>>Thom Murphy, senior French major

Reading yesterday’s strongly worded opinion piece about the role of the Student Government Association (SGA), I could not help but reflect on my own brief time in SGA Senate.

Like many APSU students, I was utterly uninterested in the goings-on of SGA, which seemed like a college-student-oriented popularity contest. My friends who participated were annoyed by the organization’s powerlessness and its persistent refusal to address student concerns in a meaningful way – the same concerns voiced in the perspective this week.

The purchase of the Governor’s head sticker and the controversy that ensued (if you can call it controversy) changed my perspective. I realized not only that SGA was doing little good, but that, I felt, it was actively wasting resources that should be serving students.

After learning more about the legislative process in an internship with the Tennessee General Assembly, I decided to run for SGA Senate and was ultimately elected to represent the College of Arts & Letters. I had high ambitions of bringing financial oversight and a fairer election system to SGA.

The first thing I discovered after joining SGA is that passing substantive legislation is not easy. Drafting, amending and pushing through legislation that would require the SGA Senate to approve all significant financial expenditures was difficult. Debate was lively, and my peers voiced opposition and concern. And ultimately, the act requiring SGA approval of Student Organization Council funding – which is provided to them by SGA – failed in Tribunal.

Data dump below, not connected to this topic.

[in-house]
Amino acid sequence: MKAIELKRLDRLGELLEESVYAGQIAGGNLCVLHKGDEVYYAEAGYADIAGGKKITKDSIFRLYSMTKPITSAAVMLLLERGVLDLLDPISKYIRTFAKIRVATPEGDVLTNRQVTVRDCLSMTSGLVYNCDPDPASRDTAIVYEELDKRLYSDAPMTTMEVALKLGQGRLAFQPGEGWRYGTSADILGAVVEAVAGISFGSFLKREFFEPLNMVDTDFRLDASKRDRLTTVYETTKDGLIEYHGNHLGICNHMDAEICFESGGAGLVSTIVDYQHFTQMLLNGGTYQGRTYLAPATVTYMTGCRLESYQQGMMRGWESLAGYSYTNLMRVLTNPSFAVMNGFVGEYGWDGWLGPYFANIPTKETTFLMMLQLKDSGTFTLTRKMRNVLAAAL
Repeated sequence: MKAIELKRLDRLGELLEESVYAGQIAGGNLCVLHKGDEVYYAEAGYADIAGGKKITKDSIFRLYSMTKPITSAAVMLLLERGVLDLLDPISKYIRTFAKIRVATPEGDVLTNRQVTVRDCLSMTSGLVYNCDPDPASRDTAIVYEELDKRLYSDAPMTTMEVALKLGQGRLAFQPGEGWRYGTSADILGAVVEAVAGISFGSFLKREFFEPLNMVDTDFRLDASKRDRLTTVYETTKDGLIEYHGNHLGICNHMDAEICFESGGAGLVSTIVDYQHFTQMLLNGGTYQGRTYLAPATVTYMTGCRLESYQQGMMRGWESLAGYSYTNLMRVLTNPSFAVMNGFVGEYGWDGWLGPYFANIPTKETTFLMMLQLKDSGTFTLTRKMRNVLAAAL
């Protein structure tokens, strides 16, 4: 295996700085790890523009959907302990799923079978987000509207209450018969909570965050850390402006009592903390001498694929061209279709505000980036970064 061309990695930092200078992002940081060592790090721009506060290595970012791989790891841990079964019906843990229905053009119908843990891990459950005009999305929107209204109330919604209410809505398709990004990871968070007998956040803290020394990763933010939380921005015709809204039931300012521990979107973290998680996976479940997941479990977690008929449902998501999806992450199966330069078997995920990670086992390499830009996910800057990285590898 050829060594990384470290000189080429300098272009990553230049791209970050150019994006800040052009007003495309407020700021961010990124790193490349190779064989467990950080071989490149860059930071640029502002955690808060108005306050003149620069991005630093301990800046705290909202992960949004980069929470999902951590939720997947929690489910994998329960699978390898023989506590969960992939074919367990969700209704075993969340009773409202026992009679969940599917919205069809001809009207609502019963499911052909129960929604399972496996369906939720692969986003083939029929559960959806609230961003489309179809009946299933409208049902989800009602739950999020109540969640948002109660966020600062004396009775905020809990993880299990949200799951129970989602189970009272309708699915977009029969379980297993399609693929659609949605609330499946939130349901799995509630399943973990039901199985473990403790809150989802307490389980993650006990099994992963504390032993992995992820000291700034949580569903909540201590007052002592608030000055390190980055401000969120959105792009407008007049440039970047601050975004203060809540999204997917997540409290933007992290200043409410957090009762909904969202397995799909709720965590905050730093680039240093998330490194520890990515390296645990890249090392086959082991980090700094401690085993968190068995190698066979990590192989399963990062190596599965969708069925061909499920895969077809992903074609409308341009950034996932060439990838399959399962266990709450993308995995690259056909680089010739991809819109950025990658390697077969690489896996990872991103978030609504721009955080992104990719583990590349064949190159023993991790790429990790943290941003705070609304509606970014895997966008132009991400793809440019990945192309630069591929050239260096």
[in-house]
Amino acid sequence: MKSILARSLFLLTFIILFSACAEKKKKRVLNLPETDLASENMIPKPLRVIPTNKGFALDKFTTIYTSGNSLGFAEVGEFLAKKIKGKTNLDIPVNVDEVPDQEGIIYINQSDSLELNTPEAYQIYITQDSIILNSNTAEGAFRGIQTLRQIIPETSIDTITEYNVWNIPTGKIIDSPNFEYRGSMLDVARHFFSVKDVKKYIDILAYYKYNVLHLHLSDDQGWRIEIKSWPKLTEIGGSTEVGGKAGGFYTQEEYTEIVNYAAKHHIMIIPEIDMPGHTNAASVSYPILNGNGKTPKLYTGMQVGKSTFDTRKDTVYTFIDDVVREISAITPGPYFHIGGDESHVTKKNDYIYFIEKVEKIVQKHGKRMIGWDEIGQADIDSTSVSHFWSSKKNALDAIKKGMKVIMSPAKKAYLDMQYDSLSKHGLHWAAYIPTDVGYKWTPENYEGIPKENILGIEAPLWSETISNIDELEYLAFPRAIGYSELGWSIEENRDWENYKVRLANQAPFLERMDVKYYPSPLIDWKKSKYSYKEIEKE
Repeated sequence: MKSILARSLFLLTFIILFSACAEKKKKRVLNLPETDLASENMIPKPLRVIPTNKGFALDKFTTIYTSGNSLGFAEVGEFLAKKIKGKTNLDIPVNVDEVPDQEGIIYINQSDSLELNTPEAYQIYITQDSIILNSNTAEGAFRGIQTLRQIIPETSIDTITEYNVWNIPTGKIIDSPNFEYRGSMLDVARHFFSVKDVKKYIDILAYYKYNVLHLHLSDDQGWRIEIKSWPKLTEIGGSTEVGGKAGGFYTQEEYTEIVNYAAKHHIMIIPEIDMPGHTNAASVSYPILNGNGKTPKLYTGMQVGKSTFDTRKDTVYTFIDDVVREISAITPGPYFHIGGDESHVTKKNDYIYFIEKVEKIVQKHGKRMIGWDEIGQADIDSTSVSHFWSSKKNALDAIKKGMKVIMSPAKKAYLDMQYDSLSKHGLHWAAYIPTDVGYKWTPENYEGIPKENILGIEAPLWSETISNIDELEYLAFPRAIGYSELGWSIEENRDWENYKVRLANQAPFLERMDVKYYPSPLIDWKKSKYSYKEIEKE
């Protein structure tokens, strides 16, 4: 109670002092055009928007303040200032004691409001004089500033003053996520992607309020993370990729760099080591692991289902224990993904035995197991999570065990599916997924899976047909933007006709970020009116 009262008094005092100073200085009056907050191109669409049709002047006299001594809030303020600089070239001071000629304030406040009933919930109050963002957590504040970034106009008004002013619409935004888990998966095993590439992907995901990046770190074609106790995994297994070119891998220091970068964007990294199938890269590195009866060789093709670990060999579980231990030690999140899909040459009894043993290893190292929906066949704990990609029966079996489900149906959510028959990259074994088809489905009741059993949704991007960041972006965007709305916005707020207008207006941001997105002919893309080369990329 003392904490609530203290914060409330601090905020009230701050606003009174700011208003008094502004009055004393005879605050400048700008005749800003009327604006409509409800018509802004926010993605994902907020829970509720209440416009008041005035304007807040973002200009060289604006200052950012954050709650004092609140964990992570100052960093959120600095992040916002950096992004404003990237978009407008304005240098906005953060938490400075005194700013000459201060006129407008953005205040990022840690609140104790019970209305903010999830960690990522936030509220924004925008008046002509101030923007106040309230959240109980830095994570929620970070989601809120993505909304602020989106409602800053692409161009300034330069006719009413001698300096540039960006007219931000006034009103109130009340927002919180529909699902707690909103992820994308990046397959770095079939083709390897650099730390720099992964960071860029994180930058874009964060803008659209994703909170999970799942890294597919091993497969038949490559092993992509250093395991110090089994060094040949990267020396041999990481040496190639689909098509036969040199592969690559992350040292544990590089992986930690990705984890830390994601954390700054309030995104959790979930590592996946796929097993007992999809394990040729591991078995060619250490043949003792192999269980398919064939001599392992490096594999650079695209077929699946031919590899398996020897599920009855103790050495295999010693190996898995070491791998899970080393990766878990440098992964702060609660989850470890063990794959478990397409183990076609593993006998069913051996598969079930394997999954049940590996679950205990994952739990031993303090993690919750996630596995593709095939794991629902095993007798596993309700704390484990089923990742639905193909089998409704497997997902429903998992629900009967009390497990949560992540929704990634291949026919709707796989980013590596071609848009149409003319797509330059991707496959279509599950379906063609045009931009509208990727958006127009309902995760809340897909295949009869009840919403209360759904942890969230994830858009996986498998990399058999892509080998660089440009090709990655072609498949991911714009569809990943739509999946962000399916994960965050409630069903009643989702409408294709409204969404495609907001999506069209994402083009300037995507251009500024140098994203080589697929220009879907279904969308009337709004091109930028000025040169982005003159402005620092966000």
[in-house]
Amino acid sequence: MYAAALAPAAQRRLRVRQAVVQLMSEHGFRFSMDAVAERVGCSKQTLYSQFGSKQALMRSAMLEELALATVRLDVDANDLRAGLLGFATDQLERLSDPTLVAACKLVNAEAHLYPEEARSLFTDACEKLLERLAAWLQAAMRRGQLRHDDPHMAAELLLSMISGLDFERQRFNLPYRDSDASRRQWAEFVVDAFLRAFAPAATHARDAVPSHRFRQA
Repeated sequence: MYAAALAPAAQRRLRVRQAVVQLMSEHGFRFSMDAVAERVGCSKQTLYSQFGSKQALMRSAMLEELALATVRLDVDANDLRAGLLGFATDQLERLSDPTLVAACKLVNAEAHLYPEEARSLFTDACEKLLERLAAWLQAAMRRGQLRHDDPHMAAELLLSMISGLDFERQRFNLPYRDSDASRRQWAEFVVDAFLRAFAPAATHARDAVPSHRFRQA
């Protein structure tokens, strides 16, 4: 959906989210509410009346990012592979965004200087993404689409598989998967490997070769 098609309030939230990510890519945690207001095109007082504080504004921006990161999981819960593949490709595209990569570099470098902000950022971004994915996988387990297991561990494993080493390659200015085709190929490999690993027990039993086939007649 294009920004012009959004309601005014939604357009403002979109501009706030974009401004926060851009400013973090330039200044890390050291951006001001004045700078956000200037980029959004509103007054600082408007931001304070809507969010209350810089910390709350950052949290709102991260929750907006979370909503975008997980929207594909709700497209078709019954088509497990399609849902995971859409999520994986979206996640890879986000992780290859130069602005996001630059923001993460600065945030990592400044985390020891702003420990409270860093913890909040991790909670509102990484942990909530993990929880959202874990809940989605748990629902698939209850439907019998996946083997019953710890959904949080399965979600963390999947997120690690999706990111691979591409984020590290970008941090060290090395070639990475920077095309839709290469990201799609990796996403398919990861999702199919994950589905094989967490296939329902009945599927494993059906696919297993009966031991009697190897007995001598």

As it was rightly pointed out, SGA must do better about passing substantive legislation in the future. It is not just a good thing to do; it is an obligation SGA Senators have to APSU students. Students have bigger concerns than crosswalks, and SGA should have more creative ways to spend student money to benefit students.

But creativity is not the only difficulty in passing substantive legislation. Often SGA Senators are concerned their bills will fail or that other Senators will judge the legislation harshly. This is not a healthy environment for meaningful debates. Senators must be willing to share in an open dialogue, weighing the arguments for or against legislation in a reasoned, impersonal manner. Senators must also learn from failure.

The greatest achievement of SGA so far this year has been Sen. Dominic Critchlow’s election reform bill. Over a period of several weeks, several SGA Senators including myself and President Ryan Honea talked through ways to make SGA elections more competitive and to allow more Austin Peay students an opportunity to participate. I believe we succeeded.

If you have ideas about how to improve student government, consider running for SGA. There has never been a better time to get involved. And – at the risk of sounding redundant – take the advice of your fellow student.  Please lay off the crosswalks.


Thom Murphy is a senior French major. He is currently doing a communications internship in Washington, D.C. through The Washington Center. @thomdit